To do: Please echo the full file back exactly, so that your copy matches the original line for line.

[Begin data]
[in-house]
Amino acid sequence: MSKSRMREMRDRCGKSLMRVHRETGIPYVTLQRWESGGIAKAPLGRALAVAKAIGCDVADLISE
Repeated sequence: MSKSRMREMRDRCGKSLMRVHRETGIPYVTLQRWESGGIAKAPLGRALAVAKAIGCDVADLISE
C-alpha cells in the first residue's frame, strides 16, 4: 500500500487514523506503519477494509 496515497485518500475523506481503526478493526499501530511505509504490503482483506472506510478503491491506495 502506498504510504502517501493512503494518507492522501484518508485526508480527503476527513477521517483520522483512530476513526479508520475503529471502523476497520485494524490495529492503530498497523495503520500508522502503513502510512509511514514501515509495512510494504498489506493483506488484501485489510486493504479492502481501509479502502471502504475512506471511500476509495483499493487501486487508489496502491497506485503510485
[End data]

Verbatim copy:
[in-house]
Amino acid sequence: MSKSRMREMRDRCGKSLMRVHRETGIPYVTLQRWESGGIAKAPLGRALAVAKAIGCDVADLISE
Repeated sequence: MSKSRMREMRDRCGKSLMRVHRETGIPYVTLQRWESGGIAKAPLGRALAVAKAIGCDVADLISE
C-alpha cells in the first residue's frame, strides 16, 4: 500500500487514523506503519477494509 496515497485518500475523506481503526478493526499501530511505509504490503482483506472506510478503491491506495 502506498504510504502517501493512503494518507492522501484518508485526508480527503476527513477521517483520522483512530476513526479508520475503529471502523476497520485494524490495529492503530498497523495503520500508522502503513502510512509511514514501515509495512510494504498489506493483506488484501485489510486493504479492502481501509479502502471502504475512506471511500476509495483499493487501486487508489496502491497506485503510485